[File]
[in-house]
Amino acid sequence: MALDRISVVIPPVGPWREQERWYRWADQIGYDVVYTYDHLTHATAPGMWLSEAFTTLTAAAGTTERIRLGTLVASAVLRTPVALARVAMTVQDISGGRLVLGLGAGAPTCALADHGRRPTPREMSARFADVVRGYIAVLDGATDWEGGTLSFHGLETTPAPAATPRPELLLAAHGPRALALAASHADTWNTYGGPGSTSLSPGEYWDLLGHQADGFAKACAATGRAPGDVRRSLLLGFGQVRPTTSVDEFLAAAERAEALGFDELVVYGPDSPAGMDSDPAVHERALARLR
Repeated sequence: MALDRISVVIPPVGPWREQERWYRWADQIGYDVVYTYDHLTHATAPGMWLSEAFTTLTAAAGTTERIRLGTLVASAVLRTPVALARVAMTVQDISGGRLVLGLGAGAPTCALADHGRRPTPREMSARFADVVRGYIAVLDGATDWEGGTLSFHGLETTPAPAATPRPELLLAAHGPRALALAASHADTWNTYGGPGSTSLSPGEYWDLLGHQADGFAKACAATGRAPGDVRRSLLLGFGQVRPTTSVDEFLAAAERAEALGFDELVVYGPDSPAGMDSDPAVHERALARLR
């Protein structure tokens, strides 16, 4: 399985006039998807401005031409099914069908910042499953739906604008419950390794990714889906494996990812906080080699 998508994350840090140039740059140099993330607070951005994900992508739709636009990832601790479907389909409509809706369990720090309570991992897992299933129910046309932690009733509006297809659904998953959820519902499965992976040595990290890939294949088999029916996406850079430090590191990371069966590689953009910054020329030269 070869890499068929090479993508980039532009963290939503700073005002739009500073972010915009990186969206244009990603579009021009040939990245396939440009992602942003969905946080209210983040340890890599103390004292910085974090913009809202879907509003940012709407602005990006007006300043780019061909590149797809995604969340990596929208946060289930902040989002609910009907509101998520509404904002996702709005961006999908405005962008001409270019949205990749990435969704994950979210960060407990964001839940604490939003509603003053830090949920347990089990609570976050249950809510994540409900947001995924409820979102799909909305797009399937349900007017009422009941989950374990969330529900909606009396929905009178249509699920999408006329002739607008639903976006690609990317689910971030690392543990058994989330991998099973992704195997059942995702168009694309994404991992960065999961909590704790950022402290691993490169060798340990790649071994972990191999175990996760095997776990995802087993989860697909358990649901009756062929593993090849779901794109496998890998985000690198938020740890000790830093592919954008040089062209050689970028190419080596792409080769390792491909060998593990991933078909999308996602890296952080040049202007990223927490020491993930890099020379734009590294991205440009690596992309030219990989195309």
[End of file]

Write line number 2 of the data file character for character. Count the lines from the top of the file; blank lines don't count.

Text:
Amino acid sequence: MALDRISVVIPPVGPWREQERWYRWADQIGYDVVYTYDHLTHATAPGMWLSEAFTTLTAAAGTTERIRLGTLVASAVLRTPVALARVAMTVQDISGGRLVLGLGAGAPTCALADHGRRPTPREMSARFADVVRGYIAVLDGATDWEGGTLSFHGLETTPAPAATPRPELLLAAHGPRALALAASHADTWNTYGGPGSTSLSPGEYWDLLGHQADGFAKACAATGRAPGDVRRSLLLGFGQVRPTTSVDEFLAAAERAEALGFDELVVYGPDSPAGMDSDPAVHERALARLR